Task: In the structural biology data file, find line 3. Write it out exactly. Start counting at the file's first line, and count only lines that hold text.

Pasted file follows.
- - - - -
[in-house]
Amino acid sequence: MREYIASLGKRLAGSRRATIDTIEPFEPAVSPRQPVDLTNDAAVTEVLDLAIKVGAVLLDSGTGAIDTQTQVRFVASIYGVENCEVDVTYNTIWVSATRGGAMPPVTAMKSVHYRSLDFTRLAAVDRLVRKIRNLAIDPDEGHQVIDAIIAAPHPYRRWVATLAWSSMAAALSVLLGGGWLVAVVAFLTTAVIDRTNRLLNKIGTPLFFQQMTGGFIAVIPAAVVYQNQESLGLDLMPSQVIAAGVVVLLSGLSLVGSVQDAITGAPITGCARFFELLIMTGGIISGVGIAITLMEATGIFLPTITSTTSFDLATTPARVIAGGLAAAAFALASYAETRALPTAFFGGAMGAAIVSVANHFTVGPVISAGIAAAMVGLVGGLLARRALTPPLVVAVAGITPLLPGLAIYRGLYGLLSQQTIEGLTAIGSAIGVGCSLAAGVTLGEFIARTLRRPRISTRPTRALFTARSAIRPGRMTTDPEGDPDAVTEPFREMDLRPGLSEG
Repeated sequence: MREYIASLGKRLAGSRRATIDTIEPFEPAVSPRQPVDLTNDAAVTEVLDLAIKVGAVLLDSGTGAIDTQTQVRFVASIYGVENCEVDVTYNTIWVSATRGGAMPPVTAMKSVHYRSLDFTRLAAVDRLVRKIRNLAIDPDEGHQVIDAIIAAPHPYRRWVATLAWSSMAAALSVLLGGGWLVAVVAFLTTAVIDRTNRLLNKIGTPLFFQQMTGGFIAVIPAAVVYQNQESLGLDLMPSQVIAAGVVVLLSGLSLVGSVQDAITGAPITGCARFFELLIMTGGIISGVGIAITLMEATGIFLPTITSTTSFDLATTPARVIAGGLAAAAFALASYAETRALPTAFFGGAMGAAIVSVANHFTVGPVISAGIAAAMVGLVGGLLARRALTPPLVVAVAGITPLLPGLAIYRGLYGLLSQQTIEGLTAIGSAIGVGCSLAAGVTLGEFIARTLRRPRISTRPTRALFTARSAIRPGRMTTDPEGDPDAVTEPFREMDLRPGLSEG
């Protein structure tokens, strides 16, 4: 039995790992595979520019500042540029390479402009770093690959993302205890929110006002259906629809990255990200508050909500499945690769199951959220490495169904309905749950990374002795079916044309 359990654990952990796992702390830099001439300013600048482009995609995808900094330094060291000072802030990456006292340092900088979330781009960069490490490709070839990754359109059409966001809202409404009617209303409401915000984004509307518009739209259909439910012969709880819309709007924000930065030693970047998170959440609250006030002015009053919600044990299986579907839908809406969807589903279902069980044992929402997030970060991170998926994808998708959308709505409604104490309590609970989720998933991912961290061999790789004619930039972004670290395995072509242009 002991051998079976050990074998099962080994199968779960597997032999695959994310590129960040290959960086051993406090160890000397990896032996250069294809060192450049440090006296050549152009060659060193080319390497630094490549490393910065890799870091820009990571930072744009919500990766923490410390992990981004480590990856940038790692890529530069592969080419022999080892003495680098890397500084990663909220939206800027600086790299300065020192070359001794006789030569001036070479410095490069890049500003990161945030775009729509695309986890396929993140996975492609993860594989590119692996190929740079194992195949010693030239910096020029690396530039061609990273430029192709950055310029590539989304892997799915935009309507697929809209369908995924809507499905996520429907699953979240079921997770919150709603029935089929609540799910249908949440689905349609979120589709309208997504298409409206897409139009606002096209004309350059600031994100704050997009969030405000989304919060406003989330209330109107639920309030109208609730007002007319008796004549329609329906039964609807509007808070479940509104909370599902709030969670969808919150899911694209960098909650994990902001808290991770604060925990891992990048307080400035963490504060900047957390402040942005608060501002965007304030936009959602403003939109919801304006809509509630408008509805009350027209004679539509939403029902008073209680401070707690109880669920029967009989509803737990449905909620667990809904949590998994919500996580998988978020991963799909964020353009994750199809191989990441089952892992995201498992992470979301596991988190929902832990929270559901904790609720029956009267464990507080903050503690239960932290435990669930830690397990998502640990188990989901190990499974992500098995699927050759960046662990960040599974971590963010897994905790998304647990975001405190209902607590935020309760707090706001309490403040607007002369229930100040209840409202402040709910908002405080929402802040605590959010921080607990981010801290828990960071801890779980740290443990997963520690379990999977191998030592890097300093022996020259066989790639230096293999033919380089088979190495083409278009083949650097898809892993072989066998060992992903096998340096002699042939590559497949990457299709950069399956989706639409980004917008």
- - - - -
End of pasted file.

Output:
Repeated sequence: MREYIASLGKRLAGSRRATIDTIEPFEPAVSPRQPVDLTNDAAVTEVLDLAIKVGAVLLDSGTGAIDTQTQVRFVASIYGVENCEVDVTYNTIWVSATRGGAMPPVTAMKSVHYRSLDFTRLAAVDRLVRKIRNLAIDPDEGHQVIDAIIAAPHPYRRWVATLAWSSMAAALSVLLGGGWLVAVVAFLTTAVIDRTNRLLNKIGTPLFFQQMTGGFIAVIPAAVVYQNQESLGLDLMPSQVIAAGVVVLLSGLSLVGSVQDAITGAPITGCARFFELLIMTGGIISGVGIAITLMEATGIFLPTITSTTSFDLATTPARVIAGGLAAAAFALASYAETRALPTAFFGGAMGAAIVSVANHFTVGPVISAGIAAAMVGLVGGLLARRALTPPLVVAVAGITPLLPGLAIYRGLYGLLSQQTIEGLTAIGSAIGVGCSLAAGVTLGEFIARTLRRPRISTRPTRALFTARSAIRPGRMTTDPEGDPDAVTEPFREMDLRPGLSEG